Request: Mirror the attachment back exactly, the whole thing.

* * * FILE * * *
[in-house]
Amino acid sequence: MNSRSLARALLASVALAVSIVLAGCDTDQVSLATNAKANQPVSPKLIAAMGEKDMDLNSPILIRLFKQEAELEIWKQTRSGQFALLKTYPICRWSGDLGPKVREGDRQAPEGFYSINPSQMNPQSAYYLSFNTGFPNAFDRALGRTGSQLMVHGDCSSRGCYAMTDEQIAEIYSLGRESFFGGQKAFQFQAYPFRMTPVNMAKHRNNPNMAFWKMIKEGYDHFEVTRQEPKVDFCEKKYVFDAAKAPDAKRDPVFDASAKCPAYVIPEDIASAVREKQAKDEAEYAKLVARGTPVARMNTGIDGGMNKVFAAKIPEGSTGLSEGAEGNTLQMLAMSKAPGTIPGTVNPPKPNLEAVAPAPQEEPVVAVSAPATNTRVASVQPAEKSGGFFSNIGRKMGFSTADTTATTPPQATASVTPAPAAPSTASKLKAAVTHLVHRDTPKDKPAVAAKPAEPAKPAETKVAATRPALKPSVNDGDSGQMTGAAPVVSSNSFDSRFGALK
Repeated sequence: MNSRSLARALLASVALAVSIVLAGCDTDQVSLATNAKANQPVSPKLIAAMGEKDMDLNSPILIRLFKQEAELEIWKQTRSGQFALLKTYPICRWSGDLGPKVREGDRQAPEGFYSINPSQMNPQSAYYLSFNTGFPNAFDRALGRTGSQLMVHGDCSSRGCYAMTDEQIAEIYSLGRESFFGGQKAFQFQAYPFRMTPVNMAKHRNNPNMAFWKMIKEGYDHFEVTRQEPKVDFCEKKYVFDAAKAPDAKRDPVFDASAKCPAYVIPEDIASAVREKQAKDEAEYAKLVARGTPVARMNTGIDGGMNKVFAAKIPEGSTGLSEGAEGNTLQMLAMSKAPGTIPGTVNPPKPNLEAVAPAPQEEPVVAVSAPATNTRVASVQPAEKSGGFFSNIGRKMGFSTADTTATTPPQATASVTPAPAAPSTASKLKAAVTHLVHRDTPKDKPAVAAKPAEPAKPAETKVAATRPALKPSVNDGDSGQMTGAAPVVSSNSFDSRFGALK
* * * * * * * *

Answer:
[in-house]
Amino acid sequence: MNSRSLARALLASVALAVSIVLAGCDTDQVSLATNAKANQPVSPKLIAAMGEKDMDLNSPILIRLFKQEAELEIWKQTRSGQFALLKTYPICRWSGDLGPKVREGDRQAPEGFYSINPSQMNPQSAYYLSFNTGFPNAFDRALGRTGSQLMVHGDCSSRGCYAMTDEQIAEIYSLGRESFFGGQKAFQFQAYPFRMTPVNMAKHRNNPNMAFWKMIKEGYDHFEVTRQEPKVDFCEKKYVFDAAKAPDAKRDPVFDASAKCPAYVIPEDIASAVREKQAKDEAEYAKLVARGTPVARMNTGIDGGMNKVFAAKIPEGSTGLSEGAEGNTLQMLAMSKAPGTIPGTVNPPKPNLEAVAPAPQEEPVVAVSAPATNTRVASVQPAEKSGGFFSNIGRKMGFSTADTTATTPPQATASVTPAPAAPSTASKLKAAVTHLVHRDTPKDKPAVAAKPAEPAKPAETKVAATRPALKPSVNDGDSGQMTGAAPVVSSNSFDSRFGALK
Repeated sequence: MNSRSLARALLASVALAVSIVLAGCDTDQVSLATNAKANQPVSPKLIAAMGEKDMDLNSPILIRLFKQEAELEIWKQTRSGQFALLKTYPICRWSGDLGPKVREGDRQAPEGFYSINPSQMNPQSAYYLSFNTGFPNAFDRALGRTGSQLMVHGDCSSRGCYAMTDEQIAEIYSLGRESFFGGQKAFQFQAYPFRMTPVNMAKHRNNPNMAFWKMIKEGYDHFEVTRQEPKVDFCEKKYVFDAAKAPDAKRDPVFDASAKCPAYVIPEDIASAVREKQAKDEAEYAKLVARGTPVARMNTGIDGGMNKVFAAKIPEGSTGLSEGAEGNTLQMLAMSKAPGTIPGTVNPPKPNLEAVAPAPQEEPVVAVSAPATNTRVASVQPAEKSGGFFSNIGRKMGFSTADTTATTPPQATASVTPAPAAPSTASKLKAAVTHLVHRDTPKDKPAVAAKPAEPAKPAETKVAATRPALKPSVNDGDSGQMTGAAPVVSSNSFDSRFGALK